June 05, 2011

Taking Care

            In the last week I have been on 8 planes, in 6 cities, been to 3 conferences and had 3 hotel rooms. I have been gone for a total of 9 days. I have collected at least twenty business cards and given away twice as many. I have met and presented to hundreds of people.
            I was worried about this trip. I knew that there would be lots of time change as I went back and forth between Seattle, Charlotte, Houston, and Boston. I knew that I would be overwhelmed with the knowledge that I would gain from these conferences and the people I would meet. I knew that I have been fragile lately and that the last two trips before this tour led me to take a little step backwards in my recovery from this winter’s eating disorder. I knew these things so this time I was ready.
            This time I packed four snacks for each of the nine days, and ate almost all of them, the only leftovers being there because I had other snacks instead. I watched myself and my energy level. I took breaks and I went for a run when I felt I needed a little time to myself. I learned that I could in fact do a conference tour without falling backwards on my recovery plan. I learned that I could do it as long as I took care of myself, and that taking care of myself was hard, but important.
            Missing sessions on PTSD in returning soldiers and the newest in scientific brain research was hard, but I knew that I had to stop and take care of my needs. I knew that I needed to step away from this thing I felt I had to do to take a moment to myself.
            It is hard for me not to do everything. I feel I have a duty to learn as much as I can and that I will be missing some important connections by not attending the nighttime movie or the afternoon snack break. I feel that mean voice of anger and sadness saying “you're not good enough” “you're not trying hard enough”. But this week I have found myself fighting back. Saying no.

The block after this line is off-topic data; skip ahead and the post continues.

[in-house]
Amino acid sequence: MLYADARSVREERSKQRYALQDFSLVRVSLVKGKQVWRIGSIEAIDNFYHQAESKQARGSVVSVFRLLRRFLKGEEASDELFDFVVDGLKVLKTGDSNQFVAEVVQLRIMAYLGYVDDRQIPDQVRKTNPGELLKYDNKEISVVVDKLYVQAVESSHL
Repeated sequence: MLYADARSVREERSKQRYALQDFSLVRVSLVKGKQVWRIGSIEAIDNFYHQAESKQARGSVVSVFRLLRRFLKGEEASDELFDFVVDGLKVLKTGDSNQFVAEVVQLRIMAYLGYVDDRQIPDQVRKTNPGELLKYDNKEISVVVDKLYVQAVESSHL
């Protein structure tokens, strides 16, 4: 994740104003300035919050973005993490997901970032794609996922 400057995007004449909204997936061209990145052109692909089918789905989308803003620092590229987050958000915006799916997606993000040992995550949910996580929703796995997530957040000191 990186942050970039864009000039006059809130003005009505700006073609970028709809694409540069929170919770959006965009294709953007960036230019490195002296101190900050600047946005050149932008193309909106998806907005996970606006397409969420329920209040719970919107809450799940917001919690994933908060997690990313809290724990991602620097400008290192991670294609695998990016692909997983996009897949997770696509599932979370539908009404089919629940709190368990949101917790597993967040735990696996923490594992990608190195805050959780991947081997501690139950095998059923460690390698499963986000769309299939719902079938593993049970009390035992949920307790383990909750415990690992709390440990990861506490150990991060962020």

It is often hard to take breaks when you live with a chronic health condition. You find yourself blaming yourself when it’s your body that is unable to do more. I find that there is an added burden when it comes to brain disorders where the stigma kicks in and you begin to judge your character for something you have no control over.
            One session that I went to was by the author, Susan Rose Blauner in which she talked about the importance of taking care of yourself. She talked about being kind to ourselves and taking that time to pat yourself on the back and tell yourself you are doing a good job.
            So this is what I did. I realized that I didn’t feel as prepared for my early morning session the next day so I skipped out on a session that I would have enjoyed. I told myself that I would learn this some time in my life and perhaps meet the presenter later. I skipped the night time movie about returning soldiers knowing that my brain was full and my emotions where about ready to spill over and went for a run and a nice long sit in the window seat in my hotel room.
            It is so hard to take care of ourselves when we feel we that self-stigma creep in. But through hard work and time I was finally able to take care of myself, and though obvious I learned that by taking care of myself I was a better presenter, networker, and a stronger and happier me.